The world is quietly in conflict. Cyber space resembles a lawless desert where state-sponsored pirates strafe enemy citadels; highway bandits steal data and cash from innocents travelling the roads; and all the while, out-of-sight, giant armies marshall their forces and sharpen their arms.
Agencies like Singapore’s Cyber Security Agency (CSA) must bring order to this chaos, promoting safety, demonstrating the risks, and deterring cyber criminals and bad actors.
Gwenda Fong, Assistant Chief Executive of CSA, shared Singapore’s plans to secure cyberspace at GovInsider’s Festival of Innovation.
Make cybersecurity easier to understand
First, the Singapore government plans to take on more responsibility for ensuring citizens and businesses are protected online. It will work to provide “clean digital services to the end user rather than requiring every single end user to take very complicated steps to protect themselves”, Fong said.
This year, Singapore released the Safer Cyberspace Masterplan 2020, which highlights how the government will make cybersecurity easier to understand and implement. “It’s not good enough just to expect every single end user to know how to take care of themselves,” she said.
The Masterplan noted that Singapore will build a tool to help businesses block untrusted applications automatically, so malicious software can’t deal any damage to their networks. It will also introduce clearer guidelines for cloud platforms and security labels for IoT devices to help buyers make informed decisions.
“As Singapore harnesses technology to improve lives and livelihoods for all, it is important to ensure that these technologies are secure,” Fong noted. “Otherwise, we would be exposing ourselves to a multitude of threats that lurk in cyberspace.”
Cybersecurity will only become more important as more of our lives moves online, said Fong. Post-Covid, Singapore will need to “catch up in terms of the cyber resilience measures that need to be put in place, to make sure that the innovation and the digitalisation that has gone on is kept safe”, she added.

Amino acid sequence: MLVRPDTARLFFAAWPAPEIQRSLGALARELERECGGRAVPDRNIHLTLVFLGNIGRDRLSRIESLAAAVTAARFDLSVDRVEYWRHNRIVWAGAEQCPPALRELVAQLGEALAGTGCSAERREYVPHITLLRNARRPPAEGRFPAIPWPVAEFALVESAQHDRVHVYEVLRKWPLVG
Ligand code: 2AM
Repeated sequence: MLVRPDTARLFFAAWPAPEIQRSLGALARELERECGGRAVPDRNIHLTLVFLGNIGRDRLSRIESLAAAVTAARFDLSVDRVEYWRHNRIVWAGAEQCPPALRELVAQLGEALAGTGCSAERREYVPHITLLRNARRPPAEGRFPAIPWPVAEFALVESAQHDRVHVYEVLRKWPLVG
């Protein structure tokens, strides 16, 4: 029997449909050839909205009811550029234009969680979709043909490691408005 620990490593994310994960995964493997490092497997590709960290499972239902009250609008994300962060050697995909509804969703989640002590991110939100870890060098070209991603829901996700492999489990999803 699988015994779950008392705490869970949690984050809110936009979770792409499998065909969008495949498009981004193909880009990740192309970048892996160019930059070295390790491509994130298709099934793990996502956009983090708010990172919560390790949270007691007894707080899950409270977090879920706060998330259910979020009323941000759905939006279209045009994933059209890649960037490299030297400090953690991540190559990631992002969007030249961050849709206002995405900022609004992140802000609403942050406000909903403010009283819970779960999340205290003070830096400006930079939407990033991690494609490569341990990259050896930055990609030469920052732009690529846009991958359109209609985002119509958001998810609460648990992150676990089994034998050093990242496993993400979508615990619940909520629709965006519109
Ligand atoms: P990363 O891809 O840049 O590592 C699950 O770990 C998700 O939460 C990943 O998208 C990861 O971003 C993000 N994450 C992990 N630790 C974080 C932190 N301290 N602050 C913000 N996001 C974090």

But cybersecurity may not be at the top of everyone’s agenda. “When businesses emerge from Covid-19, there could be some temptation to look at how they can cut business costs”, and security might be the first thing they drop, Fong explained.
Singapore will implement the SG Cyber Safe Trustmark in 2021 to encourage companies to invest in security. Companies can declare that they have put in place certain cybersecurity measures to give their customers more assurance.
Businesses need to remain vigilant, as cybercriminals are constantly evolving and adapting. “Recently, we have seen the proliferation of ransomware and with a significant number of high profile hits across multiple sectors,” she noted.
Some groups have even come up with new business and operating models. Fong pointed out the ransomware for service business model: a group of developers maintain the ransomware code, while another group spreads it.
Singapore will prioritise working with other countries to establish common cyber rules. “This will help to build predictable modes of behavior in cyberspace,” Fong said.
This is especially crucial with critical infrastructure that operate across national borders, such as banks and aviation companies. “An attack on any such supranational critical information infrastructure would have knock-on effects in various countries,” she pointed out at the EU Cyber Forum.
Singapore participates in UN and ASEAN discussions to develop policies and norms that will ensure a peaceful and safe cyberspace, she shared. “These international and regional discussions helped to create clear rules of the road that are essential to the effective functioning of the digital economy,” she added.
CSA is more than an agency of policy-makers; they are military strategists. Fong and her team have to constantly think ahead to take down potential virtual threats, and guard the smart nation’s digital borders.
Catch up on GovInsider’s Festival of Innovation here: https://www.festival-of-innovation.com/watch